Claims(2)

1. A method of determining the efficiency of an asynchronous motor, comprising:

(a) measuring power consumed and current consumed by the motor during no-load operation of the motor,

(b) computing no-load copper losses from the current and winding resistance,

(c) subtracting the no-load copper losses from the consumed power resulting in a sum of iron losses and friction losses,

(d) subsequently measuring power consumed by the motor during loaded operation of the motor,

(e) computing copper losses of the stator by multiplying 1.5 by current squared and by winding resistance,

(f) determining in a first approximation step a first approximate value of the efficiency by assuming that the iron losses and friction losses occur in the rotor, so that the rotor copper losses in the first step result from slip multiplied by power consumed minus stator copper losses, subtracting all losses of the first step from the power consumed to determine a first shaft power and dividing the first shaft power by the power consumed, subsequently,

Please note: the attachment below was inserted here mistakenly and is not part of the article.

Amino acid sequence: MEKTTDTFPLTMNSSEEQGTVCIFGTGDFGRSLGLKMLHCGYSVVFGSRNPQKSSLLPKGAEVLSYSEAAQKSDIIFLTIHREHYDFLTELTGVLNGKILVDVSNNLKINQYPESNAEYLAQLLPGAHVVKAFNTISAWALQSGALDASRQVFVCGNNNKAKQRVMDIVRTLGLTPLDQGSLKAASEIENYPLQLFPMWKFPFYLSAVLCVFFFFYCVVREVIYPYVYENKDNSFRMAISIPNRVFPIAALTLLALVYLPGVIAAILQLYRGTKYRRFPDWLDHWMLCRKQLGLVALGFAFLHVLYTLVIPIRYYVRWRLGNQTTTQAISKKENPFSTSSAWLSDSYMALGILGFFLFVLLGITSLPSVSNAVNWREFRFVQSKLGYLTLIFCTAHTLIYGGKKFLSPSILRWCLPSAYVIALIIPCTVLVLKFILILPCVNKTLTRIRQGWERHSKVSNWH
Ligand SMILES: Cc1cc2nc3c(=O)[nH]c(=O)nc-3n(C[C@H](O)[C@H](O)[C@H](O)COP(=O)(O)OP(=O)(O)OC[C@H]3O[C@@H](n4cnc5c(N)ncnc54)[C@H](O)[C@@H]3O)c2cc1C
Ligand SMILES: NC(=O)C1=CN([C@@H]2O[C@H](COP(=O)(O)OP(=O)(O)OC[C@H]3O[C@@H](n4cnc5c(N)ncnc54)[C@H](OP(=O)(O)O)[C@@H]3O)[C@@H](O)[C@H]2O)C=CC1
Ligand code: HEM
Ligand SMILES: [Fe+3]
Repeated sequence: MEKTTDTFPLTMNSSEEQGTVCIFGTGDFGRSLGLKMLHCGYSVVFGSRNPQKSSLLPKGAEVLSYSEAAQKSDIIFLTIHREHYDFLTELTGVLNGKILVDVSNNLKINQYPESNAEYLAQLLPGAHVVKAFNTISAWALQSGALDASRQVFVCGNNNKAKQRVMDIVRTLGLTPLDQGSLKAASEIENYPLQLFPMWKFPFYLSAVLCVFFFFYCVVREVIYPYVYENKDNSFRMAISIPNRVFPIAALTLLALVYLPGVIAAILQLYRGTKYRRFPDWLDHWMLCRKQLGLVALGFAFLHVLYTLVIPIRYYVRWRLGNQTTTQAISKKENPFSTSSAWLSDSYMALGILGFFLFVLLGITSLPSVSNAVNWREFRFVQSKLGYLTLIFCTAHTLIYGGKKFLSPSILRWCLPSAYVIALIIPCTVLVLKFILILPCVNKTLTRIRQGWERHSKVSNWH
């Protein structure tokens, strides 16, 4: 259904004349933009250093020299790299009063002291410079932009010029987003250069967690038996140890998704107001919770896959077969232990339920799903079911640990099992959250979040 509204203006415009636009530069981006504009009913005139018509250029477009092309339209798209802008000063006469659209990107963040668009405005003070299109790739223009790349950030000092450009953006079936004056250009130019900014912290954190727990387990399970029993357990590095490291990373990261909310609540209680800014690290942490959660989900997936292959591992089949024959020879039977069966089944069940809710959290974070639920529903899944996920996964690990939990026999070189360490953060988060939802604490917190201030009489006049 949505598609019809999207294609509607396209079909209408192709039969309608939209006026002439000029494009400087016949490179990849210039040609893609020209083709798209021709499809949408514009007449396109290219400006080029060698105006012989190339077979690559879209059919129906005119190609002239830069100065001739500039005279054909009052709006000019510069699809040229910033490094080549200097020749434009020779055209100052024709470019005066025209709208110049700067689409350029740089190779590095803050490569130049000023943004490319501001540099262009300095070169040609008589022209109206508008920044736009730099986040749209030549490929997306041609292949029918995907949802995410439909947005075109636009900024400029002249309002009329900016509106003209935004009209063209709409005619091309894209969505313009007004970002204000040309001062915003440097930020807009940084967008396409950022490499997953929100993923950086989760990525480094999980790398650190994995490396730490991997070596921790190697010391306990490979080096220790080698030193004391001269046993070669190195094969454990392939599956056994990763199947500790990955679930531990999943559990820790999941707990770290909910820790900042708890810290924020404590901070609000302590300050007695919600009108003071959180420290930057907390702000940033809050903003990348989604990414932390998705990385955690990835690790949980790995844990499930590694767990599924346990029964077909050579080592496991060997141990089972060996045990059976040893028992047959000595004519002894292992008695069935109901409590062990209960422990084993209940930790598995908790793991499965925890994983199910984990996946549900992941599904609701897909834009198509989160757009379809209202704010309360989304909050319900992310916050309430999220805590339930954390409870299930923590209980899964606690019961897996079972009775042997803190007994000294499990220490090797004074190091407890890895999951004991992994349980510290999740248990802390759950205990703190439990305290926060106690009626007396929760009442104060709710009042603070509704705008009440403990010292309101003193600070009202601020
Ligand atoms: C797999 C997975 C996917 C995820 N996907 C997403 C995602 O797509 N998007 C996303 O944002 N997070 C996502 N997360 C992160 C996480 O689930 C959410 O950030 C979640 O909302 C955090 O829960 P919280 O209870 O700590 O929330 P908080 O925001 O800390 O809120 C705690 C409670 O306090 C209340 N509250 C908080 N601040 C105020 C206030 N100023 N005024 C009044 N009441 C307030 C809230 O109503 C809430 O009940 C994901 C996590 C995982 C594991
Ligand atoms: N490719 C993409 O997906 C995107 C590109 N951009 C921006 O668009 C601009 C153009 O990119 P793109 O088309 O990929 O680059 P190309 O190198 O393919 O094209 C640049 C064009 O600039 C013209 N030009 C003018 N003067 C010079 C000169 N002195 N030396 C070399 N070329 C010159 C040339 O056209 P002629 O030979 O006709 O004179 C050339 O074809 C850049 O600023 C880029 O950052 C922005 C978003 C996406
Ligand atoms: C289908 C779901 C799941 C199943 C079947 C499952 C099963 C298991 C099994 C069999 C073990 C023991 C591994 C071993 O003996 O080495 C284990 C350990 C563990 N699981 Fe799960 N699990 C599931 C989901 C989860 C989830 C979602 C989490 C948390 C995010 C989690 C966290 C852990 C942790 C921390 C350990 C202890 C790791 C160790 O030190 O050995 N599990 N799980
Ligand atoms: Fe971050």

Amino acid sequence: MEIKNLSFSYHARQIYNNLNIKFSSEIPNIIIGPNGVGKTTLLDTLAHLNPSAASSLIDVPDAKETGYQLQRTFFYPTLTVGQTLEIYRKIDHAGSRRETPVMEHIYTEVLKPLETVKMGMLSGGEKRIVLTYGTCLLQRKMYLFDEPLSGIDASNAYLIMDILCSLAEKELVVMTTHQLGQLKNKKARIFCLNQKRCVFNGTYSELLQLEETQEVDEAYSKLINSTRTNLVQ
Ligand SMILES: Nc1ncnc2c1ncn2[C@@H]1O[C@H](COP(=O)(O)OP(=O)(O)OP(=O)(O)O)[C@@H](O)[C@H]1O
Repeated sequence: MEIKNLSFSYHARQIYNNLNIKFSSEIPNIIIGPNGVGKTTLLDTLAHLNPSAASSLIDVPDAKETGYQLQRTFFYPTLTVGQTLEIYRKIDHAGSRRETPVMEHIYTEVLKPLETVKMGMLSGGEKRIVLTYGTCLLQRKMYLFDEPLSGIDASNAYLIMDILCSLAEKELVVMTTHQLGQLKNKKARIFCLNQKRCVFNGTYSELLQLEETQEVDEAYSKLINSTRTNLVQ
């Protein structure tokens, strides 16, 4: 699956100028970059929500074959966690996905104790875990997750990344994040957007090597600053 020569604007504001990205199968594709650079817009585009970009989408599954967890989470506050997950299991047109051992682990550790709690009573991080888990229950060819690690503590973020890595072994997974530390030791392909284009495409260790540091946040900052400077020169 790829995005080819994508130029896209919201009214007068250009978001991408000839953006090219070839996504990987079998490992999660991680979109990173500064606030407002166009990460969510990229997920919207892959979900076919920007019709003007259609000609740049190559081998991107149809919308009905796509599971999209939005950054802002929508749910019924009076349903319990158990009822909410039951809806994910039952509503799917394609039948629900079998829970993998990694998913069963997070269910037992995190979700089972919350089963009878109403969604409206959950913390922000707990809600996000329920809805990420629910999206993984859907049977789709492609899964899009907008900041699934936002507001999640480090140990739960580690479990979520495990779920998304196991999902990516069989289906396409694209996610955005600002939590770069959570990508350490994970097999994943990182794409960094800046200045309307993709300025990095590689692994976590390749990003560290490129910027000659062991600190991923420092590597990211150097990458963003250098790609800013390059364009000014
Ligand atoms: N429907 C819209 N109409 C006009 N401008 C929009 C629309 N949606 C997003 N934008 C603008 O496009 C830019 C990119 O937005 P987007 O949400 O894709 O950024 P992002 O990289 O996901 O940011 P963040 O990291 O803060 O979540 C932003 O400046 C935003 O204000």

(g) determining in a second approximation step a second approximate value of the efficiency by assuming that the iron losses and friction losses occur in the stator, so that the rotor copper losses in the second step result from slip multiplied by power consumed minus stator copper losses minus the sum of iron losses and friction losses, subtracting all losses of the second step from the power consumed to determine a second shaft power and dividing the second shaft power by the power consumed, whereby